U.S. grains: Soybeans down as exports disappoint, weather improves

Chicago | Reuters — U.S. soybean futures fell more than two per cent on Thursday, with the benchmark November contract recording its largest single-day decline since August, on disappointing weekly export sales and improving U.S. harvest weather, analysts said.

Corn and wheat followed the weak tone.

Chicago Board of Trade November soybeans futures settled down 22-1/4 cents at $8.63-1/2 per bushel (all figures US$). CBOT December corn ended down 3-1/2 cents at $3.70-3/4 a bushel and December wheat fell 4-1/2 cents at $5.13 a bushel.

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Soybeans tumbled after the U.S. Department of Agriculture reported export sales of U.S. soybeans in the latest week at 295,600 tonnes, below a range of trade expectations. The figure included cancellations of 694,400 tonnes of soybeans sold to unknown destinations.

“Today’s market is clearly a statement that we have transitioned out of a supply (focus) and into a demand-focused, demand-driven market. This dismal sales number here today sets the tone,” said Rich Feltes, vice president for research with R.J. O’Brien.

U.S. soybeans are the cheapest in the world, but China, by far the world’s biggest soy buyer, is locked in a trade battle with Washington. China in July imposed a retaliatory 25 per cent import duty on U.S. soybeans as part of the conflict.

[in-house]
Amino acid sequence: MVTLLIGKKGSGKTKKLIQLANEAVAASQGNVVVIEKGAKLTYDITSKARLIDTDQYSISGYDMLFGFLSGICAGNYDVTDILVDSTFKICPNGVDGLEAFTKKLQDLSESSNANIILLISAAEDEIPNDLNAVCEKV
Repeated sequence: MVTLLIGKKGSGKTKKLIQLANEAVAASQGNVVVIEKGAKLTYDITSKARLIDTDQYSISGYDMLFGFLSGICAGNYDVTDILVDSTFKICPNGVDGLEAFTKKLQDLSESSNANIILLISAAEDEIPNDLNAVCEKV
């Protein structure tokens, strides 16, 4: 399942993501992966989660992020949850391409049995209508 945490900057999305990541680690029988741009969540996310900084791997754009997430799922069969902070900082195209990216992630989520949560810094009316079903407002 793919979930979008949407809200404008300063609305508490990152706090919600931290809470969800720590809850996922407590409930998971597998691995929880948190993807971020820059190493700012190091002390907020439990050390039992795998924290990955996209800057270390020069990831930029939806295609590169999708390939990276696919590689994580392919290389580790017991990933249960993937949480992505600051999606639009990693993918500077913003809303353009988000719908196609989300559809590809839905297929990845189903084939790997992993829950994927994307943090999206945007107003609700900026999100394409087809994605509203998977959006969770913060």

The landed cost of U.S. beans in China is currently similar to Brazilian soybeans, even with the 25 per cent tariff, but Chinese crushers are reluctant to take U.S. supply as they fear authorities may not approve cargoes and that tariffs could climb further.

Corn export sales data was also disappointing. USDA pegged weekly U.S. corn sales at 382,500 tonnes, a marketing year low that fell well below trade expectations for 800,000 to 1.3 million tonnes.

Additional pressure on CBOT futures stemmed from improved weather for fieldwork in the U.S. Midwest, where farmers are harvesting a likely record-large soybean crop and a near-record corn crop.

“Midwest weather is warming up and we’re not seeing overwhelming evidence of broad-based field losses from this month’s heavy rains and snow,” INTL FCStone chief commodities economist Arlan Suderman wrote in a note to clients.

A swift start to soybean planting in Brazil, the world’s largest exporter of the oilseed, added to bearish sentiment.

CBOT wheat followed the declines in corn and soybeans, although weekly U.S. wheat export sales totaled 476,000 tonnes, in line with trade expectations.

Declines on Wall Street and a firmer, which tends to make U.S. grains less attractive globally, added pressure.

— Julie Ingwersen is a Reuters commodities correspondent in Chicago; additional reporting by Gus Trompiz in Paris and Naveen Thukral in Singapore.

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